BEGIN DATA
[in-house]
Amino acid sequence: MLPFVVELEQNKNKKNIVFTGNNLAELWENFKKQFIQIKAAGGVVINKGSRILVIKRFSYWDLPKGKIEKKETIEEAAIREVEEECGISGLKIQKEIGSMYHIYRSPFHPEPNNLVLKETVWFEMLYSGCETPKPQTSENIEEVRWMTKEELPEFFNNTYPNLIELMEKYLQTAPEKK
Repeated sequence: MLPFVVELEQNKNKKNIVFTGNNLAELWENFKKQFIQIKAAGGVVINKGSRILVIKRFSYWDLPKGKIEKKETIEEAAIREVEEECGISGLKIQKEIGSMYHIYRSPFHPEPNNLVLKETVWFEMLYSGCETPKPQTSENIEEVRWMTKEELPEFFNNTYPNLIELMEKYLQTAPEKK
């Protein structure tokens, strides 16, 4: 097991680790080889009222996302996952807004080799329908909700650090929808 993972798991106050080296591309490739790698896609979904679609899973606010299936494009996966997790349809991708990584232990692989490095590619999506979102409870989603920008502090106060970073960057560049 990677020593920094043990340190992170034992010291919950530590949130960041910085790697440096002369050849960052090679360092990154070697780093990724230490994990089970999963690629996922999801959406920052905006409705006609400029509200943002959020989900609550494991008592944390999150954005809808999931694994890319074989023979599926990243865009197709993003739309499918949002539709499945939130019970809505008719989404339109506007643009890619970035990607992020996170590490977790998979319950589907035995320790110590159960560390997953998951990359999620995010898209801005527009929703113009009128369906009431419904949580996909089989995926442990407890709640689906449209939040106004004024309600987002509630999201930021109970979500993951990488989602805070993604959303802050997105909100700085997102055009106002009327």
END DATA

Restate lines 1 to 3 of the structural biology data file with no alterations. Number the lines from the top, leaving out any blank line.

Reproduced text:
[in-house]
Amino acid sequence: MLPFVVELEQNKNKKNIVFTGNNLAELWENFKKQFIQIKAAGGVVINKGSRILVIKRFSYWDLPKGKIEKKETIEEAAIREVEEECGISGLKIQKEIGSMYHIYRSPFHPEPNNLVLKETVWFEMLYSGCETPKPQTSENIEEVRWMTKEELPEFFNNTYPNLIELMEKYLQTAPEKK
Repeated sequence: MLPFVVELEQNKNKKNIVFTGNNLAELWENFKKQFIQIKAAGGVVINKGSRILVIKRFSYWDLPKGKIEKKETIEEAAIREVEEECGISGLKIQKEIGSMYHIYRSPFHPEPNNLVLKETVWFEMLYSGCETPKPQTSENIEEVRWMTKEELPEFFNNTYPNLIELMEKYLQTAPEKK